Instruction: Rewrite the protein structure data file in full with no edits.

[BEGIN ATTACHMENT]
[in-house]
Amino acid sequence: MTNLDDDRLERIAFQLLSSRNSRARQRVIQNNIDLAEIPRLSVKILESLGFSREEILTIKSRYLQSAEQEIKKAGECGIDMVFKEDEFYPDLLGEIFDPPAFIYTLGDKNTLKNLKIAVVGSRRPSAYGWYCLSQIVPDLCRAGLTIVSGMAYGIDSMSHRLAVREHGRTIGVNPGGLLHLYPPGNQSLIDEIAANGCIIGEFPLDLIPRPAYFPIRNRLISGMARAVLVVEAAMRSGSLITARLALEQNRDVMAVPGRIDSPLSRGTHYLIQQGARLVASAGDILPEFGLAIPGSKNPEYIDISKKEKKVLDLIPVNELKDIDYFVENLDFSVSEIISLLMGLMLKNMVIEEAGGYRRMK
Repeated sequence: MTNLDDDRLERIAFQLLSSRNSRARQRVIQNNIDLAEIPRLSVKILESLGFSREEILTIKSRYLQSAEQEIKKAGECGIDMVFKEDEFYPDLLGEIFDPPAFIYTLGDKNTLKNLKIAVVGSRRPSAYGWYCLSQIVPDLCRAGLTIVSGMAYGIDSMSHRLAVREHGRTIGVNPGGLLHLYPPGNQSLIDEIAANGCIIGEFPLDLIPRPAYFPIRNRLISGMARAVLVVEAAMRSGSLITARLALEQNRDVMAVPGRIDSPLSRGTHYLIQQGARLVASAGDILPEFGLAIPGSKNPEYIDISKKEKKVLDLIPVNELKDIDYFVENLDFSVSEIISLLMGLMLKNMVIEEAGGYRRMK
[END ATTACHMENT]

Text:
[in-house]
Amino acid sequence: MTNLDDDRLERIAFQLLSSRNSRARQRVIQNNIDLAEIPRLSVKILESLGFSREEILTIKSRYLQSAEQEIKKAGECGIDMVFKEDEFYPDLLGEIFDPPAFIYTLGDKNTLKNLKIAVVGSRRPSAYGWYCLSQIVPDLCRAGLTIVSGMAYGIDSMSHRLAVREHGRTIGVNPGGLLHLYPPGNQSLIDEIAANGCIIGEFPLDLIPRPAYFPIRNRLISGMARAVLVVEAAMRSGSLITARLALEQNRDVMAVPGRIDSPLSRGTHYLIQQGARLVASAGDILPEFGLAIPGSKNPEYIDISKKEKKVLDLIPVNELKDIDYFVENLDFSVSEIISLLMGLMLKNMVIEEAGGYRRMK
Repeated sequence: MTNLDDDRLERIAFQLLSSRNSRARQRVIQNNIDLAEIPRLSVKILESLGFSREEILTIKSRYLQSAEQEIKKAGECGIDMVFKEDEFYPDLLGEIFDPPAFIYTLGDKNTLKNLKIAVVGSRRPSAYGWYCLSQIVPDLCRAGLTIVSGMAYGIDSMSHRLAVREHGRTIGVNPGGLLHLYPPGNQSLIDEIAANGCIIGEFPLDLIPRPAYFPIRNRLISGMARAVLVVEAAMRSGSLITARLALEQNRDVMAVPGRIDSPLSRGTHYLIQQGARLVASAGDILPEFGLAIPGSKNPEYIDISKKEKKVLDLIPVNELKDIDYFVENLDFSVSEIISLLMGLMLKNMVIEEAGGYRRMK